return resultRows;


The project structure looks like this:
Lambda C# Project


I then made sure my solution was committed to a GIT repo on AWS CodeCommit. This is where the build process will get the source code to build. Pushes the repo will also initiate the automated build process via AWS CodePipeline later on as well.


So at this point, I started looking at the new documentation for automating .NET Core builds on AWS. This gave me starting point for putting together a buildspec.yml file as part of my solution, which is required to drive the build in AWS CodeBuild. I added the buildspec.yml file at the solution level rather than the project level as follows:


Lambda C# Solution


I went through a number of iterations of the buildspec.yml file in the process of getting the build working. This was mainly trying to understand where artifacts were put, and how to zip them up so they would be exported to an S3 bucket in the way I wanted. I hope I have set this up so that I can export multiple Lambda projects in one build process, to multiple zip files so they can be installed separately. I’m not sure I have this right yet, but the commands I have work fine for what I am doing so far, though there are simpler ways to get it working for a single lambda.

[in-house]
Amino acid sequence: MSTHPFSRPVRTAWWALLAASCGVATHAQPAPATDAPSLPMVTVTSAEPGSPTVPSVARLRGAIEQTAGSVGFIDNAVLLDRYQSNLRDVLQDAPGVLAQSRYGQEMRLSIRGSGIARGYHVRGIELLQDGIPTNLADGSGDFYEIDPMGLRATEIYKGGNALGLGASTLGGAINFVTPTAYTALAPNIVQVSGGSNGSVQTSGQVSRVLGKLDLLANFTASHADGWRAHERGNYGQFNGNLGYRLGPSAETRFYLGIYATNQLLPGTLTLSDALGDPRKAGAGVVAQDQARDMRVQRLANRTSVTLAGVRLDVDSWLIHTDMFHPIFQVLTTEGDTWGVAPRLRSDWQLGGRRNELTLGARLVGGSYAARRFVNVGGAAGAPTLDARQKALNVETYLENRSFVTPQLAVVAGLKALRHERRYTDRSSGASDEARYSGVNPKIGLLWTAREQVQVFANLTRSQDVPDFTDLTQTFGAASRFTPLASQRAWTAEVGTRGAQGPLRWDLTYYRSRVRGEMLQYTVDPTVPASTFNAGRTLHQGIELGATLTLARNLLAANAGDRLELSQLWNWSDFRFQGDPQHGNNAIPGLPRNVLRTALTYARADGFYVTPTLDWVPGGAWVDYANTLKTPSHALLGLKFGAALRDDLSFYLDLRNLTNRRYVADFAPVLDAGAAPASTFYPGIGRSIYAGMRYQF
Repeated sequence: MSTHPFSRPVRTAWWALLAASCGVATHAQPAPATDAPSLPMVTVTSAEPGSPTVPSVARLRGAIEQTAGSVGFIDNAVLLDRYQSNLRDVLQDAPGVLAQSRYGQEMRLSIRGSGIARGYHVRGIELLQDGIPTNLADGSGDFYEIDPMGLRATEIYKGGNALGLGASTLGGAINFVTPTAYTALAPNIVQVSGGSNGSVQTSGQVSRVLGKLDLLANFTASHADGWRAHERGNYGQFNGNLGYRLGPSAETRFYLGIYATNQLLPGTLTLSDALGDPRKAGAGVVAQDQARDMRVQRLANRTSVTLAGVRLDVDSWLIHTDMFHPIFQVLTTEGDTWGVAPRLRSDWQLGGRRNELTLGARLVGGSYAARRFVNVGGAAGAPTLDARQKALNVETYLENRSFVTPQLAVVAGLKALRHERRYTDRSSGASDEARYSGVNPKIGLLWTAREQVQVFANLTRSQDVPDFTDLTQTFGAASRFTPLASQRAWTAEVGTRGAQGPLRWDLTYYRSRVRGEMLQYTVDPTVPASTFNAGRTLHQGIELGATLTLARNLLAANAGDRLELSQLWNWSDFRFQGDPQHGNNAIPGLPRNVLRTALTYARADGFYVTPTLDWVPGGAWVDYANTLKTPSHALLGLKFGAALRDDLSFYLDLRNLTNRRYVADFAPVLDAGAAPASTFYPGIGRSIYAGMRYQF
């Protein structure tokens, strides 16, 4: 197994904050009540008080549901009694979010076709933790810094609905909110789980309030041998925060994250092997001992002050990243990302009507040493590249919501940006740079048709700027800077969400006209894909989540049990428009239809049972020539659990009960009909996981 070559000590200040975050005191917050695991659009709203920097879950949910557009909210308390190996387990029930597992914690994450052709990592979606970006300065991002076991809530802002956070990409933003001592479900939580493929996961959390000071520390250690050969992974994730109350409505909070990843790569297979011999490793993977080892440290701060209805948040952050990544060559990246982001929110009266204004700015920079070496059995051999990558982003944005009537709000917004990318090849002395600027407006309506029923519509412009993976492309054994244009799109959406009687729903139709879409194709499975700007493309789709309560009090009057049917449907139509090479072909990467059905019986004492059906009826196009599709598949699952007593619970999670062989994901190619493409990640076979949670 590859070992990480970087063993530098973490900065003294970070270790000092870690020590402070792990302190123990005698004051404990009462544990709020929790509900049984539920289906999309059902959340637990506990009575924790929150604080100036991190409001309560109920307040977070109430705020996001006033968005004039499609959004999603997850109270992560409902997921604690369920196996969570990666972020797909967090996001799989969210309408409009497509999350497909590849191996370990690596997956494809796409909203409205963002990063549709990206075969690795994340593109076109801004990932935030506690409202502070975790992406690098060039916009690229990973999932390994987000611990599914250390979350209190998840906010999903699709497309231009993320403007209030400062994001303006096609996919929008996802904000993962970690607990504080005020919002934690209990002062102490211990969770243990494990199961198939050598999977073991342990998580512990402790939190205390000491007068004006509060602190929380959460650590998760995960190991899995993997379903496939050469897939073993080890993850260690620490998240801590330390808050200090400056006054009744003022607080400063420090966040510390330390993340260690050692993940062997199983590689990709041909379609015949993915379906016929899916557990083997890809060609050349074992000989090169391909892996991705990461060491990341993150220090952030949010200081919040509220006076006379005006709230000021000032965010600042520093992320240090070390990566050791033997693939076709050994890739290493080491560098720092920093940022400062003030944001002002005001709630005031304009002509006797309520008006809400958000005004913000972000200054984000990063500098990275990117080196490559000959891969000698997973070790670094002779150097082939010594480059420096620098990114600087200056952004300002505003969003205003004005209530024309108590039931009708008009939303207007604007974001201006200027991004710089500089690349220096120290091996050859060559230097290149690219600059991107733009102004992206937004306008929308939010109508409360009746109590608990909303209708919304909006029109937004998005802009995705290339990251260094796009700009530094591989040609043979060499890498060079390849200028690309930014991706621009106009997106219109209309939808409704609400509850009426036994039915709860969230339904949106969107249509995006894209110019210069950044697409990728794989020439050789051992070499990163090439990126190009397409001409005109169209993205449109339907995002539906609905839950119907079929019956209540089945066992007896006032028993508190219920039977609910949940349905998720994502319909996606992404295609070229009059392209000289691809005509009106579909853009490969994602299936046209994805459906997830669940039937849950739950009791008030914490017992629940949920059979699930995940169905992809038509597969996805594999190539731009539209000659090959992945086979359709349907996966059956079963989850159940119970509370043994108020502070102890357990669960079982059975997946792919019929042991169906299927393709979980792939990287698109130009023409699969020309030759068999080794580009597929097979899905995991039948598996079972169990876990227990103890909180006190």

The other issue that caught me out and took a while to resolve was indentation. I initially had the ‘artifacts’ line indented by two spaces (which each of the following lines also indented by 2 extra spaces each). This resulted in a number of ‘No artifacts Found’ errors. Once I realised that indentation was important and fixed it, the build artifacts started getting exported to S3.


So, my final iteration of the buildspec.yml file (for today at least) looks like this:


version: 0.2
      - dotnet restore
      - dotnet publish BookyStuff_Lambda_Authors/BookyStuff_Lambda_Authors.csproj -c Release -o bin/Release/netcoreapp1.0/publish/BookyStuff_Lambda_Authors
      - cd BookyStuff_Lambda_Authors/bin/Release/netcoreapp1.0/publish/BookyStuff_Lambda_Authors
      - zip ../../../../../../Artifacts/ *
      - cd ../../../../../..
    - Artifacts/
  discard-paths: yes


At this point, I would like to credit Max Horstmann’s article ‘Continuous Integration: C# to AWS Lambda‘ which helped me greatly with the buildspec.yml file, and the build process in general.